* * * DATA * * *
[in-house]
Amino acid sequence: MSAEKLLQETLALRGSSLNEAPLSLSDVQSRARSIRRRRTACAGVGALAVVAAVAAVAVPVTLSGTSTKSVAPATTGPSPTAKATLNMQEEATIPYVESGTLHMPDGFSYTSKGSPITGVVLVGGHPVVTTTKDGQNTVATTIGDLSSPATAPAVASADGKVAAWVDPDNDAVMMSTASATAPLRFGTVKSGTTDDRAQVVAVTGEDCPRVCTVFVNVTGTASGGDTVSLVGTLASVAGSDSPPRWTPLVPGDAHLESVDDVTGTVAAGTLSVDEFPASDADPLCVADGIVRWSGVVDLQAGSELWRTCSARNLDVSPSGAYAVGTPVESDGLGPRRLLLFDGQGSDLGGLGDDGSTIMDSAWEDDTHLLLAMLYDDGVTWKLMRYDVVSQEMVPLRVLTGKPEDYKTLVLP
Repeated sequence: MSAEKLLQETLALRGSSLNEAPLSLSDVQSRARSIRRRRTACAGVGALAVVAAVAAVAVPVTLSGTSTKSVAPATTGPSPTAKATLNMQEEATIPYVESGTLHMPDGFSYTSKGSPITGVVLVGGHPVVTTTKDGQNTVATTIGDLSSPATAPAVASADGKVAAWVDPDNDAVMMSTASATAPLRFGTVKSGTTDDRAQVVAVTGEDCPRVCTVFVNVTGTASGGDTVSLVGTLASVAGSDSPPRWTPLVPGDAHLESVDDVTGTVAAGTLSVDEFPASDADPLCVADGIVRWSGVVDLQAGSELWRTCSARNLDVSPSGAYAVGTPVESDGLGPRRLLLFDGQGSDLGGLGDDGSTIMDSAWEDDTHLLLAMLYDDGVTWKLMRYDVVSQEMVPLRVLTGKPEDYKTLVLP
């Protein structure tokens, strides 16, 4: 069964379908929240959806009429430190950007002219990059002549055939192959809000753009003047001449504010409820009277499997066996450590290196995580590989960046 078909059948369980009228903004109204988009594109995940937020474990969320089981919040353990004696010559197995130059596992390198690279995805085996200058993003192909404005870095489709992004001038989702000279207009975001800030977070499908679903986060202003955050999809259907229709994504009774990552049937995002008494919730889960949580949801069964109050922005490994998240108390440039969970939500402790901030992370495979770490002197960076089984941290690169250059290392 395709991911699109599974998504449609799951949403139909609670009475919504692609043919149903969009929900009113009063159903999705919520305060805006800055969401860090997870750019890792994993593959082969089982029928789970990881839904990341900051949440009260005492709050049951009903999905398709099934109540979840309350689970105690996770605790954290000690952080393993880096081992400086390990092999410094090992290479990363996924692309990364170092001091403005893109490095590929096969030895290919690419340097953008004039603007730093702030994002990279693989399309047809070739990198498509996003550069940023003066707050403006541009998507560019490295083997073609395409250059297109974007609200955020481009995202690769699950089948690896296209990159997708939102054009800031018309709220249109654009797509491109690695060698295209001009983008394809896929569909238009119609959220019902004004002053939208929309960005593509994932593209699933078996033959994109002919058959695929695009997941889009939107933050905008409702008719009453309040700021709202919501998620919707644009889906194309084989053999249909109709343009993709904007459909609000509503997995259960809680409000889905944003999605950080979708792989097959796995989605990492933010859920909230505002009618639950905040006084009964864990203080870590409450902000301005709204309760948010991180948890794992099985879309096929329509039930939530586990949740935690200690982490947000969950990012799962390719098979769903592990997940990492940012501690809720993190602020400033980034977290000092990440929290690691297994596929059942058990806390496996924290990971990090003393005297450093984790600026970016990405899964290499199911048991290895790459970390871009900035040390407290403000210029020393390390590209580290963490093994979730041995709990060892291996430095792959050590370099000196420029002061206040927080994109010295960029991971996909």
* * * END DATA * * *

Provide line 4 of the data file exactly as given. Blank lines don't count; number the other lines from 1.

């Protein structure tokens, strides 16, 4: 069964379908929240959806009429430190950007002219990059002549055939192959809000753009003047001449504010409820009277499997066996450590290196995580590989960046 078909059948369980009228903004109204988009594109995940937020474990969320089981919040353990004696010559197995130059596992390198690279995805085996200058993003192909404005870095489709992004001038989702000279207009975001800030977070499908679903986060202003955050999809259907229709994504009774990552049937995002008494919730889960949580949801069964109050922005490994998240108390440039969970939500402790901030992370495979770490002197960076089984941290690169250059290392 395709991911699109599974998504449609799951949403139909609670009475919504692609043919149903969009929900009113009063159903999705919520305060805006800055969401860090997870750019890792994993593959082969089982029928789970990881839904990341900051949440009260005492709050049951009903999905398709099934109540979840309350689970105690996770605790954290000690952080393993880096081992400086390990092999410094090992290479990363996924692309990364170092001091403005893109490095590929096969030895290919690419340097953008004039603007730093702030994002990279693989399309047809070739990198498509996003550069940023003066707050403006541009998507560019490295083997073609395409250059297109974007609200955020481009995202690769699950089948690896296209990159997708939102054009800031018309709220249109654009797509491109690695060698295209001009983008394809896929569909238009119609959220019902004004002053939208929309960005593509994932593209699933078996033959994109002919058959695929695009997941889009939107933050905008409702008719009453309040700021709202919501998620919707644009889906194309084989053999249909109709343009993709904007459909609000509503997995259960809680409000889905944003999605950080979708792989097959796995989605990492933010859920909230505002009618639950905040006084009964864990203080870590409450902000301005709204309760948010991180948890794992099985879309096929329509039930939530586990949740935690200690982490947000969950990012799962390719098979769903592990997940990492940012501690809720993190602020400033980034977290000092990440929290690691297994596929059942058990806390496996924290990971990090003393005297450093984790600026970016990405899964290499199911048991290895790459970390871009900035040390407290403000210029020393390390590209580290963490093994979730041995709990060892291996430095792959050590370099000196420029002061206040927080994109010295960029991971996909």